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Banksy (British, born 1975) SWAT Van 2006 image 1
Banksy (British, born 1975) SWAT Van 2006 image 2
Banksy (British, born 1975) SWAT Van 2006 image 3
Banksy (British, born 1975) SWAT Van 2006 image 4
Banksy (British, born 1975) SWAT Van 2006 image 5
Banksy (British, born 1975) SWAT Van 2006 image 6
Banksy (British, born 1975) SWAT Van 2006 image 7
Banksy (British, born 1975) SWAT Van 2006 image 8
Thumbnail of Banksy (British, born 1975) SWAT Van 2006 image 1
Thumbnail of Banksy (British, born 1975) SWAT Van 2006 image 2
Thumbnail of Banksy (British, born 1975) SWAT Van 2006 image 3
Thumbnail of Banksy (British, born 1975) SWAT Van 2006 image 4
Thumbnail of Banksy (British, born 1975) SWAT Van 2006 image 5
Thumbnail of Banksy (British, born 1975) SWAT Van 2006 image 6
Thumbnail of Banksy (British, born 1975) SWAT Van 2006 image 7
Thumbnail of Banksy (British, born 1975) SWAT Van 2006 image 8
Lot 23AR
(British, born 1975)
29 June 2016, 16:00 BST
London, New Bond Street

Sold for £218,500 inc. premium

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Banksy (British, born 1975)


household gloss and spray paint on van

295 by 700 by 250 cm.
116 1/8 by 275 9/16 by 98 7/16 in.

This work was executed in 2006, and is unique.


This work is accompanied by a certificate of authenticity issued by Pest Control Office.

Acquired directly from the artist by the present owner in 2006

Los Angeles, Barely Legal, 2006

Please note 'Special lot controls' apply to this work. For further information please consult p. 159 in the catalogue or contact the department.

SWAT Van is one of the most ambitious and important works by Banksy to appear on the open market; nowhere else have his greatest strengths been combined to such success as in the present work. Banksy's classic response to fear and tyranny is laughter and in the case of the present work the artist toys with his anti-establishment persona, ridiculing the police not just by depicting a scene in which heavily armed, faceless Special Forces agents are hoodwinked by a small boy but by doing so on the very apparatus of their strength. Banksy's best works combine vicious black humour with a clarity of message that many of the best advertisers would kill for and a rage that simply will not be ignored. His playfulness is the velvet glove that hides the iron fist of a social conscience honed on the streets of Bristol and which found its apotheosis in his breakout show Barely Legal in Los Angeles in 2006.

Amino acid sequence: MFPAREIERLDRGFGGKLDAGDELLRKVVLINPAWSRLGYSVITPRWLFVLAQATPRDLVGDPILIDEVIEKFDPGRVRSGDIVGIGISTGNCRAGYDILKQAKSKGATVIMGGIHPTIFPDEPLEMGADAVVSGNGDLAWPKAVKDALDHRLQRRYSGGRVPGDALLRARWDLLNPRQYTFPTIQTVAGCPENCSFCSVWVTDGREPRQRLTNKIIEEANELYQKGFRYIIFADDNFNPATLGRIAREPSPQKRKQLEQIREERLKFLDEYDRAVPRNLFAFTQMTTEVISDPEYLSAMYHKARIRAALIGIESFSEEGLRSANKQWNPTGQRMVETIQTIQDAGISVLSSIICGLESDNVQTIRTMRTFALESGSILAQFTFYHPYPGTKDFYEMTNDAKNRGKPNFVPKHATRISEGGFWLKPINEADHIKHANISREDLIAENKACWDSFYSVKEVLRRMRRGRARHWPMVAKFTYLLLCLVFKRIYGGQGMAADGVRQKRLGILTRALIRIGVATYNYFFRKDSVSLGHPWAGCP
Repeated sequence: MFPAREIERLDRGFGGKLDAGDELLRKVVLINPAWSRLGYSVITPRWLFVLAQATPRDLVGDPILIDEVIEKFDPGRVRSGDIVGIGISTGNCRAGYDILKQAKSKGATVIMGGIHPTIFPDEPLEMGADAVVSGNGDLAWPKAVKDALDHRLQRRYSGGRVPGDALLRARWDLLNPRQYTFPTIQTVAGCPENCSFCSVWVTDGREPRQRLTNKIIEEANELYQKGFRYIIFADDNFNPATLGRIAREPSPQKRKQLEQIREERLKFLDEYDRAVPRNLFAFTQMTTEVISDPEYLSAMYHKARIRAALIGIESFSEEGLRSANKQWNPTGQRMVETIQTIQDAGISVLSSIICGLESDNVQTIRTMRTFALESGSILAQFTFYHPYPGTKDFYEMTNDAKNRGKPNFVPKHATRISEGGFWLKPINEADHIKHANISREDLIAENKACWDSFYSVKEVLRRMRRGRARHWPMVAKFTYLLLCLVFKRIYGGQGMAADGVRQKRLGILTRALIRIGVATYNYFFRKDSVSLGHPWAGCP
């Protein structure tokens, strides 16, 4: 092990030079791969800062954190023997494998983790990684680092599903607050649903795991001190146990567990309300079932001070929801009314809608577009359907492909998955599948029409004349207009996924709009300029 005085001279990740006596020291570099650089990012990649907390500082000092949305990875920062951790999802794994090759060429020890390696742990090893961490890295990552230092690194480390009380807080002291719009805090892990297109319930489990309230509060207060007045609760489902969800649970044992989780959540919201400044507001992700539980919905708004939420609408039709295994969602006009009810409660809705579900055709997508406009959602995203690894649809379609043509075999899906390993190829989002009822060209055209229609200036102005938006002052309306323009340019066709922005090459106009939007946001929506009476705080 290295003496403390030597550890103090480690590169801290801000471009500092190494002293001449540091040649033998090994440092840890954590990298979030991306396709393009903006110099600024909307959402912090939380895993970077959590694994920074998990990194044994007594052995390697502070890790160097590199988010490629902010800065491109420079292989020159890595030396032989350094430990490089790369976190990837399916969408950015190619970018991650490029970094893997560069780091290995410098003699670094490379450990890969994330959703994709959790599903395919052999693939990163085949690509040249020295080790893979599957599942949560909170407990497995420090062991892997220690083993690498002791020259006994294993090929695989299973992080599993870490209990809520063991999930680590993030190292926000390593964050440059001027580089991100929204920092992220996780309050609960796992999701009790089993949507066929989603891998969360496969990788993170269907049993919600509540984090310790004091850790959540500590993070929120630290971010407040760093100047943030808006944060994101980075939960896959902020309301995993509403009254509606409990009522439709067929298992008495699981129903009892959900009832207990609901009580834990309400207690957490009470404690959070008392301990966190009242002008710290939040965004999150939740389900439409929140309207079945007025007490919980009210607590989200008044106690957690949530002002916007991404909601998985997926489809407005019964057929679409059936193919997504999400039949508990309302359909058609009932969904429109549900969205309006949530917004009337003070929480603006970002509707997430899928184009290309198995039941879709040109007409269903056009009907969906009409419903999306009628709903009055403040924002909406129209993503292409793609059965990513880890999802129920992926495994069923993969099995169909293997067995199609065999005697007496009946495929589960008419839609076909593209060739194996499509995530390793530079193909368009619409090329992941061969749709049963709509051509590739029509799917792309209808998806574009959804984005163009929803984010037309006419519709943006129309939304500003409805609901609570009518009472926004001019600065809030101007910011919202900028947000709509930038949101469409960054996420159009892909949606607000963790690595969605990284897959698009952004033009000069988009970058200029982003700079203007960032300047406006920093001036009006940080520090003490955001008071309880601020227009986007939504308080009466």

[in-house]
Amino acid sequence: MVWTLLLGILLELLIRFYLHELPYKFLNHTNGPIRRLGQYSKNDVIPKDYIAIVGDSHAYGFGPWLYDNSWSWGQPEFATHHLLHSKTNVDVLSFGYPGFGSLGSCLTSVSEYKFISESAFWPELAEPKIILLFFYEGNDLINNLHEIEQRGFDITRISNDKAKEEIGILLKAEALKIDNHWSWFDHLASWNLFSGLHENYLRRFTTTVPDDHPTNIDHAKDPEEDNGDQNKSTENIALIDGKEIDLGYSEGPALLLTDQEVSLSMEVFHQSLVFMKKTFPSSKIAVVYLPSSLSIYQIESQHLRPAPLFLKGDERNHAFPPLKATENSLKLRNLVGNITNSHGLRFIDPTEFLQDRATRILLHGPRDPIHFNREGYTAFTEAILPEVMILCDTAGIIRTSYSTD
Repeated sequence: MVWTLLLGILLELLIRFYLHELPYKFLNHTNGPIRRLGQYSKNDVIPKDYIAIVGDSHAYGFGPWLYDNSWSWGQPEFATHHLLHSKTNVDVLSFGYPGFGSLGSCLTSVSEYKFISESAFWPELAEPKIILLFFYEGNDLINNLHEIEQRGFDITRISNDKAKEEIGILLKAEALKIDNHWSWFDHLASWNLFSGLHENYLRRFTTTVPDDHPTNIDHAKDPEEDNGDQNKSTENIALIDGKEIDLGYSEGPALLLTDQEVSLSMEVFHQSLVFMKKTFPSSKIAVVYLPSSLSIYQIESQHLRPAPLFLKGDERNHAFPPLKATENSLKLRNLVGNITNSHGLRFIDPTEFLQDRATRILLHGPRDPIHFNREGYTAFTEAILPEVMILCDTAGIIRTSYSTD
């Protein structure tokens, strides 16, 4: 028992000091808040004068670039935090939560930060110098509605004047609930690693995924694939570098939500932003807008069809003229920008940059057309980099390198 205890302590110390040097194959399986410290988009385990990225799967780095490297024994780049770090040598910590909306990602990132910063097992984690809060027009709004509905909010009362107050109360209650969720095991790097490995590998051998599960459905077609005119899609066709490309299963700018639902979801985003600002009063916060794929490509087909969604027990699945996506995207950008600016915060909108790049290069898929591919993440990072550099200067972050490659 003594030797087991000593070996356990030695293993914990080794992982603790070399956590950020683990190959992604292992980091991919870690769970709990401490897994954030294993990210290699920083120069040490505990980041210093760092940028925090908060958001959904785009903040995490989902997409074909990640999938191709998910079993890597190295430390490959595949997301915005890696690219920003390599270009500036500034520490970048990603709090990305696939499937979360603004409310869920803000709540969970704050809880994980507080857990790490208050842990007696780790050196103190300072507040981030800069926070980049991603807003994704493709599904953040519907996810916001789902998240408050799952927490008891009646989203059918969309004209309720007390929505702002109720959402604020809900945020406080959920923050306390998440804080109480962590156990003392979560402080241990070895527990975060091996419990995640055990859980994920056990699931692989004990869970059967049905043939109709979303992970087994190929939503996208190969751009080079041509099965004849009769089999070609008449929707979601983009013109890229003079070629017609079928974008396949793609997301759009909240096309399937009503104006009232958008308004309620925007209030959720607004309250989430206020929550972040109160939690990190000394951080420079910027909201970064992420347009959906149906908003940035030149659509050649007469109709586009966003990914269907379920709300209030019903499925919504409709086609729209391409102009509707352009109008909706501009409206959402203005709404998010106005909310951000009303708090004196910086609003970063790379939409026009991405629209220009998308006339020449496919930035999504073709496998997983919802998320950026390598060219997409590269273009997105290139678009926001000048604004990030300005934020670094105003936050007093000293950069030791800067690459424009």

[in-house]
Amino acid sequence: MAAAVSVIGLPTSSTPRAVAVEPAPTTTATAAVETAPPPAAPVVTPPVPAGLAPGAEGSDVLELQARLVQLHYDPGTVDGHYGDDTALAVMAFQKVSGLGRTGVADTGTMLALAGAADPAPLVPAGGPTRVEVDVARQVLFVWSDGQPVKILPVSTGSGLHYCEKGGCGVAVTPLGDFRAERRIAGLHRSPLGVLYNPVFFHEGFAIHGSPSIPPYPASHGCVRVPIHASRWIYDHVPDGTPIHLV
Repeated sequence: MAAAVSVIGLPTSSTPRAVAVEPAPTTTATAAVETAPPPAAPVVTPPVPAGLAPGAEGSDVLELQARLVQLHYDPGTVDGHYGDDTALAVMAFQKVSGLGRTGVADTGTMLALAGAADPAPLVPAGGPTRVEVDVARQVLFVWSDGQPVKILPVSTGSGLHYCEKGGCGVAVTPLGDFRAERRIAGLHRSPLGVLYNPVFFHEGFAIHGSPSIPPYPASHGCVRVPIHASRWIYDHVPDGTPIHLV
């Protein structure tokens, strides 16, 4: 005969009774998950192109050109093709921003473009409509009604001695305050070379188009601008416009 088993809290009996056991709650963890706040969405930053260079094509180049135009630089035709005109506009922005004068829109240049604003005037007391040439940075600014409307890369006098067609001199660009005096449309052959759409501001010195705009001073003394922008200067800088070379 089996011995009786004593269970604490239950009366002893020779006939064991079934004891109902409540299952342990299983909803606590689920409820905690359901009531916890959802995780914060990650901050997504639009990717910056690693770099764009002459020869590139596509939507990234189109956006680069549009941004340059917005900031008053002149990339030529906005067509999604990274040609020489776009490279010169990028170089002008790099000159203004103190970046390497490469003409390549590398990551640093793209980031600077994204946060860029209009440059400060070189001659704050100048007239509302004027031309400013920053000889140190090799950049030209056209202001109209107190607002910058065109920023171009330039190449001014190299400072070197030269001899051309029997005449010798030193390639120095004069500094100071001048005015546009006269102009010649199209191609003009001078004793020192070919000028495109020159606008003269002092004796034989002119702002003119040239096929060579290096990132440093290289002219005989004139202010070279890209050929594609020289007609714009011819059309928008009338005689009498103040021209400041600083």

This exhibition was the artist's first ever show across the Atlantic, with little fanfare and profile. It was staged just off Skid Row in an unloved part of Downtown and yet for its three day run the queues were a mile long and the guest list on the opening night included the likes of Brad Pitt, Angelina Jolie, Cameron Diaz and Dennis Hopper amongst others. The interior of the warehouse had been painted with a red and gold flock wallpaper effect and a monstrous thirty-seven year old Indian elephant named Kai painted in the same way so as to blend in. The installation was called The Elephant in the Room and was a high concept and yet subtle reference to his outrage at the manner in which the disadvantaged are routinely ignored in society. As a companion piece to SWAT Van it dominated this his most important exhibition.